Honor Roll No. 3: Legacy outlives Gerhart

During the summer months, we are releasing the 10 winners of this prestigious award, one by one. Gymnast Carly Janinga and soccer's Kelley O'Hara were the first two members of The Bootleg's 2009-2010 Honor Roll. Adding plenty of much-needed testosterone to the mix is our next winner, football's Toby Gerhart.

In a June 15 article, we released the 31 finalists for The Bootleg Honor Roll for the 2009-2010 school year.

The criteria are as follows:

Each academic year, The Bootleg's Honor Roll will recognize the top ten Stanford student-athletes who have performed at an exceptional level, with athletic accomplishments that are both extraordinary and inspirational. While achieving athletic success, these athletes should also have displayed uncommon leadership, sportsmanship and respect towards their fellow teammates and opponents. Finally, these honorees' performances and actions should also demonstrate their love for their particular sport as well as their school pride, the famed "Spirit of Stanford."

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Yours truly has a pretty cool job here at The Bootleg, but do not envy him for having to write this up. Writing about Toby so soon after his season for the ages is the Stanford sports version of eulogizing JFK just after his death.

Obviously Stanford sports matter far less in the course of world events than geopolitics (after all, that's pretty much the definition of "geopolitics", no?), and I don't mean to analogize leaving Stanford early to being assassinated, but as is the case at least sometimes, I do have a point, and indeed, my point is this: In our small Stanford sports universe, Toby was the man who, more than anyone, his coach included, started us on our trek to national relevance and however far above and beyond that you dare to dream.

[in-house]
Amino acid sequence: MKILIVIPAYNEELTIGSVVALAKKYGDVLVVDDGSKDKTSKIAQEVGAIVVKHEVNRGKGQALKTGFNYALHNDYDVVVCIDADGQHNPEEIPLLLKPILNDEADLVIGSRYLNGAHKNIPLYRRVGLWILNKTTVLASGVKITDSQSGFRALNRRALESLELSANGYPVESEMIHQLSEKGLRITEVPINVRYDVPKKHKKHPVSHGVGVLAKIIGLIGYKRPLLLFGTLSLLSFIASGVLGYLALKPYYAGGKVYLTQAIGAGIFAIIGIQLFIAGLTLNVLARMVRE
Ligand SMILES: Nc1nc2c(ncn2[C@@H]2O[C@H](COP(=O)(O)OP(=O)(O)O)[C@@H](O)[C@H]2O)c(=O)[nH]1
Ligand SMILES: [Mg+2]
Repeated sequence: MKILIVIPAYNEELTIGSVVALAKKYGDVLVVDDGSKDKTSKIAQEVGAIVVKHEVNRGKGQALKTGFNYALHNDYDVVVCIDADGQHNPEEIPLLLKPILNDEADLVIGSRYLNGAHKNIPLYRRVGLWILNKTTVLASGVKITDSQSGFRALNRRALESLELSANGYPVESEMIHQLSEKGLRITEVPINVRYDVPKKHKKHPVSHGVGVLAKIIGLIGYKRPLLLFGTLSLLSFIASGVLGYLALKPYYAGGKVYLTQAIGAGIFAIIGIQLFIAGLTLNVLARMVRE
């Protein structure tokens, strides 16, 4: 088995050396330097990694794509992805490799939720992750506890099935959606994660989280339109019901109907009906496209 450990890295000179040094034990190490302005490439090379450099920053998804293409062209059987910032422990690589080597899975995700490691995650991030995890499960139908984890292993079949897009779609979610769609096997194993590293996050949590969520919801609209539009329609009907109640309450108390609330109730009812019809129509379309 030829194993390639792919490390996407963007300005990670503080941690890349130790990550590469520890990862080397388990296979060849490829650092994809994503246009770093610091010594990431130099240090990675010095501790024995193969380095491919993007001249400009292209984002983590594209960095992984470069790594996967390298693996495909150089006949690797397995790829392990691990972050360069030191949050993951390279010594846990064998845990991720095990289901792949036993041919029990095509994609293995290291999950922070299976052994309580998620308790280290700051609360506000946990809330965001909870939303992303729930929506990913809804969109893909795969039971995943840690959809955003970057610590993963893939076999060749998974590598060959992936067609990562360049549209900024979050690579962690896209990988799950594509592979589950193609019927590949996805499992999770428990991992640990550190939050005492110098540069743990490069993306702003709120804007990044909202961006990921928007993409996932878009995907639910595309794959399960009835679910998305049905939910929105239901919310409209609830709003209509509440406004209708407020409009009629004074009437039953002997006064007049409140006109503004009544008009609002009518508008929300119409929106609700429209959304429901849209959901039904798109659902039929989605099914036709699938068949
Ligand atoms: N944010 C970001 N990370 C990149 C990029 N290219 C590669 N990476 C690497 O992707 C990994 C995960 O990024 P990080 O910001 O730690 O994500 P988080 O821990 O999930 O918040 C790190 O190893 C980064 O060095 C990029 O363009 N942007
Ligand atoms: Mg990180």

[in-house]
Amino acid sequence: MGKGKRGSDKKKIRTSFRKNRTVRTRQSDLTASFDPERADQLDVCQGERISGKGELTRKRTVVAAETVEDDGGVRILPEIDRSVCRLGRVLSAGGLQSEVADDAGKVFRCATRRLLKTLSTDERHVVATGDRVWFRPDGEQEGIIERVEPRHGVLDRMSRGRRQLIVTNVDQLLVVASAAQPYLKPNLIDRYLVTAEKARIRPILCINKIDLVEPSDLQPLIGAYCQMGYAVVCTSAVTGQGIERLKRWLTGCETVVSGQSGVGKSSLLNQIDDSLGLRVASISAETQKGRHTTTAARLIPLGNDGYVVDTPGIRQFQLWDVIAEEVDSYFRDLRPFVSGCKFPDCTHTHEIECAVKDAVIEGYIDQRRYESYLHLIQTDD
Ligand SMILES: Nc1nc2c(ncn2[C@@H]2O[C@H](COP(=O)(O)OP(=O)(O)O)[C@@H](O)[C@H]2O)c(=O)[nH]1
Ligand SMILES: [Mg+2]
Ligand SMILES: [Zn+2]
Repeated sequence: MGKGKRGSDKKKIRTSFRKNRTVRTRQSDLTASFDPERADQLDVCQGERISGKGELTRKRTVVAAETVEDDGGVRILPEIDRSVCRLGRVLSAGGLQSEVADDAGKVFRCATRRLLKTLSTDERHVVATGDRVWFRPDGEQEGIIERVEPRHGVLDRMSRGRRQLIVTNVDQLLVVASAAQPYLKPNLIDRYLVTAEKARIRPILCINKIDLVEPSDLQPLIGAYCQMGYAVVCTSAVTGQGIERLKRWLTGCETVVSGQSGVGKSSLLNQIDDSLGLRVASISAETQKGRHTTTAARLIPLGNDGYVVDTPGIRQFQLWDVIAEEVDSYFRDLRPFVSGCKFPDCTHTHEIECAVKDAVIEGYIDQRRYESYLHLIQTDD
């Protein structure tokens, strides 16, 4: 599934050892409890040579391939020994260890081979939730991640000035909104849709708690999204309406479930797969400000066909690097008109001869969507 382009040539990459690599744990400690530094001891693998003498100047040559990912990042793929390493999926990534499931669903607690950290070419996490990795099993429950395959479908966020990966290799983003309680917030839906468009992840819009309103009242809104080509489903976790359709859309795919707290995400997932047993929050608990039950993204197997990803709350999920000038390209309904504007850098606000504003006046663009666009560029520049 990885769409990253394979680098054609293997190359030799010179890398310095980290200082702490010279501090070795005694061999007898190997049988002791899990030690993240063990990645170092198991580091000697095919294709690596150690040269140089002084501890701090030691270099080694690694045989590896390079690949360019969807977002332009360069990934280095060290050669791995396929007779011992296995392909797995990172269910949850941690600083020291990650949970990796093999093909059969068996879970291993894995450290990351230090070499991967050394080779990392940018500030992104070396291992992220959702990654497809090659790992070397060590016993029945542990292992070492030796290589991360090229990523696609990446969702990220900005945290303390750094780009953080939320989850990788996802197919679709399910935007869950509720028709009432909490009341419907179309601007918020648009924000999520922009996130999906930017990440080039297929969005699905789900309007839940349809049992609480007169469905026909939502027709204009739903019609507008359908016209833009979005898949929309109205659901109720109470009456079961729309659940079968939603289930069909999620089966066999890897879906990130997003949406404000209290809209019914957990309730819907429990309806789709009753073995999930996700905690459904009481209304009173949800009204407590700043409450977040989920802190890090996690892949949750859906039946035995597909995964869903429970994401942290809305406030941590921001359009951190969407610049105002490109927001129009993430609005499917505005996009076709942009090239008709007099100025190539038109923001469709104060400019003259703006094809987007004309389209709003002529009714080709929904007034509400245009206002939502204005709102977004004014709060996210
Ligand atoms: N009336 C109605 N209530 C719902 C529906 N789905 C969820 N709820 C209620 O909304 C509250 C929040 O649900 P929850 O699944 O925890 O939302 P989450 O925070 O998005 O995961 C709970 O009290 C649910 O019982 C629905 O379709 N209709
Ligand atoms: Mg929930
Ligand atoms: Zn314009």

Perhaps the best way to explain the butterfly effect Gerhart has set into motion is via further analogy. No JFK, no national dream. No national dream, no R&D funding. No R&D funding, no moon landing. Thus, only years later did we realize what JFK had meant.

No Toby, no Heisman runner-up, no shellacking of USC and Oregon, no season of the decade. No season of the decade, no top-twenty recruiting classes. No top-twenty classes, maybe no top-ten classes, as we appear to be on pace for this year, wood knocked. No nationally elite recruiting classes, no nationally elite football program, which it doesn't take a leap of faith to envision a regular presence here starting in three or so years' time.

So just like trying to write about JFK's historical legacy in 1963, six years before the space program he championed reached its pinnacle of success, how do you explain Toby Gerhart's significance when the events he set into motion are still unfolding, and will be for years to come? For as with all the brightest stars, Gerhart's legacy will outlive him.

Before Toby, entire classes of Stanford football had come and gone without playing in a bowl.

After Toby, it's quite possible, perhaps probable, that entire classes of Stanford football will come and go without missing a bowl.

Before Toby, when people thought Stanford football, maybe they thought of "The Play", in which we are the loveable losers, or maybe they thought of John Elway, another lovable loser at the Farm, despite his NFL glory. Quite likely, they didn't think of Stanford football, as we were nationally irrelevant. We were effete nerds doomed to fail at the blue-collar sport that is football. Why would you want to go to school there, be friends with those people?